How is mortgage technology advancing?

Expert expects to see increased popularity of open banking in 2024

How is mortgage technology advancing?

Technology in the mortgage space has gone from strength to strength in recent years, following a surge in its implementation during the COVID-19 pandemic.

So, what have been some of the recent genuinely beneficial developments, what areas need further improvement, and what are the expectations in this space looking to 2024?

What tech developments have been beneficial?

In the mortgage space, Katie Pender (pictured), managing director of Target Group, has had hands-on experience with robotic process automation (RPA) and optical character recognition (OCR) technologies.

“RPA, like a robotic assistant, quickly identifies and gathers required documents for brokers, while OCR reads and verifies details such as dates and amounts on bank statements and payslips,” she said.

This combo, Pender added, allows brokers to receive almost instant decisions on documentation compliance, streamlining the process.

While implementing these technologies requires upfront investment and training, she said, the long-term operational efficiencies and the ability to maintain a human touch make it a worthwhile evolution in the mortgage industry.

“There is room for growth, and I have seen successful results, but widespread adoption is still in progress,” Pender said.

How can tech in the mortgage space expand?

In the mortgage market, Pender said Target Group has utilised RPA in various ways; setting up robots involves programming them to mimic human activities, streamlining tasks.

“For instance, in our initial deployment with a packaging team, the robot learned the keystrokes and decision-making process of underwriters or packagers, generating a shopping list for brokers instantly,” she said.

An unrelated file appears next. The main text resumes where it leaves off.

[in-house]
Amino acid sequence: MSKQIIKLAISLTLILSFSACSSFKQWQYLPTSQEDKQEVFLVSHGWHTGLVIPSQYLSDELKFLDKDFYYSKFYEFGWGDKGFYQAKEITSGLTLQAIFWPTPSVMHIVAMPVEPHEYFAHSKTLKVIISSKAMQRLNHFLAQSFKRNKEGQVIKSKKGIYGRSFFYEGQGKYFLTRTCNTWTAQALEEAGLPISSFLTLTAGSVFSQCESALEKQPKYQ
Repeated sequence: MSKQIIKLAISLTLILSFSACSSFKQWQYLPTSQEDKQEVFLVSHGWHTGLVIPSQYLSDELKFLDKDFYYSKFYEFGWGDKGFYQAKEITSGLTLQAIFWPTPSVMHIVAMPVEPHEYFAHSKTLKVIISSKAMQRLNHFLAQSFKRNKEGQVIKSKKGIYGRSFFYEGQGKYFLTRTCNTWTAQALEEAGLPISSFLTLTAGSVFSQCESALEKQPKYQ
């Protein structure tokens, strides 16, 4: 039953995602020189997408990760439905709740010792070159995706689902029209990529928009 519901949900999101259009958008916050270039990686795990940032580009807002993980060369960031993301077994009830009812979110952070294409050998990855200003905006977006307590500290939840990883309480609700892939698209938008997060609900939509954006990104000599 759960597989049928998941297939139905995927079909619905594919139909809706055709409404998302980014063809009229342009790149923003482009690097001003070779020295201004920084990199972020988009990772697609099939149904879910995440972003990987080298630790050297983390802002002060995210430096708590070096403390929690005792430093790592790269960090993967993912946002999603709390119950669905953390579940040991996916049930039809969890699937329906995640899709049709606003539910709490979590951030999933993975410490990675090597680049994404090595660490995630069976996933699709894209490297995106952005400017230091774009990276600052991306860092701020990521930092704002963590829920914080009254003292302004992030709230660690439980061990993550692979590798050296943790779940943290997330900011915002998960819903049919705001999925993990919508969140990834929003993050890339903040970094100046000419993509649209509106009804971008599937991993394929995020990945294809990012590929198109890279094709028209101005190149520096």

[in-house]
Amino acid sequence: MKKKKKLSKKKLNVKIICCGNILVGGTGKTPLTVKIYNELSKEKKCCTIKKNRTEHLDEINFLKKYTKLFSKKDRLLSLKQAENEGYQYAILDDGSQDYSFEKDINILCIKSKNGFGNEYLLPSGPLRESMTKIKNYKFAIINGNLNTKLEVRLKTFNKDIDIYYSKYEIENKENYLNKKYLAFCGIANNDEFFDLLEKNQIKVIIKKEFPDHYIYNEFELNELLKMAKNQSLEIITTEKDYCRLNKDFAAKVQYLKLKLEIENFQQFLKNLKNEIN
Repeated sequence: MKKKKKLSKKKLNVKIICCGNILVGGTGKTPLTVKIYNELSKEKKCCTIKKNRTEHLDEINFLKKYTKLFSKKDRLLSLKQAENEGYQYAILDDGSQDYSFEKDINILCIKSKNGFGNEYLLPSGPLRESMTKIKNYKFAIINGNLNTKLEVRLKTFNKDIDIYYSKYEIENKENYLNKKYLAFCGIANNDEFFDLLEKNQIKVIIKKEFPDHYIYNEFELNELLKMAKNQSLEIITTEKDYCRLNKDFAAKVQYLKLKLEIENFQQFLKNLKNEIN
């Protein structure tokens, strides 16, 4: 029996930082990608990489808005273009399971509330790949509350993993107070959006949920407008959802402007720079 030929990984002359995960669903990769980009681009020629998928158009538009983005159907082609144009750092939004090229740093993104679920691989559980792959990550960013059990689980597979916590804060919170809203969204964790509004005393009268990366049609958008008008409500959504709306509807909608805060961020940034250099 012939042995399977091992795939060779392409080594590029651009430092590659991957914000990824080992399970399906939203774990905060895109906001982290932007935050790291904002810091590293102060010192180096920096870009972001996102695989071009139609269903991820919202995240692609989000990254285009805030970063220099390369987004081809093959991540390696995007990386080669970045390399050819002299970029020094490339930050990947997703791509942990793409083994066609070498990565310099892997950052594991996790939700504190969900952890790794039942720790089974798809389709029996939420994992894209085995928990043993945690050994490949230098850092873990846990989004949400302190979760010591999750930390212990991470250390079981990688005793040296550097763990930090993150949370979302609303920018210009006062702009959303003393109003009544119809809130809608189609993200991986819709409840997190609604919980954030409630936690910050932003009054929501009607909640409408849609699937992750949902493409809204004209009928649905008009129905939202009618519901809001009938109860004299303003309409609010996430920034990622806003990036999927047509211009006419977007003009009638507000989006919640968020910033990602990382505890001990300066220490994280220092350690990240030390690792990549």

Dual running with human validation helped refine the process, Pender said, after which Target Group incorporated OCR technology to analyse and categorise information, such as validating income and expenditures.

While it requires investment and time to cover all scenarios, Pender said, the result significantly reduced the workload for the packaging team, expediting the application process for brokers.

“The efficiency gains allowed us to remove or reduce team members, creating operational efficiencies while providing faster decisions for brokers,” she added.

What tech developments need improvement?

The mortgage industry, Pender said, initially buzzed with excitement over the prospects of big data and data analytics.

“The potential for deep insights into customer behaviour beyond income and expenditure was particularly enticing,” she said.

While lenders traditionally use profiled data for decisions, often relying on Office of National Statistics data, she said, their reliability and accuracy are often challenging.

Big data and analytics, Pender added, promise a granular understanding of customer behaviour, aiding in more accurate decision-making and risk reduction.

“However, the industry has not fully embraced these possibilities, and several factors contribute to this hesitation,” she said.

Consumer concerns, Pender said, stemming from events like the Facebook scandal, have heightened fears about data misuse.

Despite GDPR’s intention to instil confidence, she said, it seems to have had the opposite effect, with varying interpretations among organisations leading to a lack of consumer trust.

“Ethical and responsible use of anonymised data could significantly refine decision-making processes, but organisational apprehensions persist,” Pender said.

In essence, Pender said the industry started with high hopes for leveraging data analytics, but faced hurdles due to consumer apprehensions and organisational concerns around GDPR interpretations.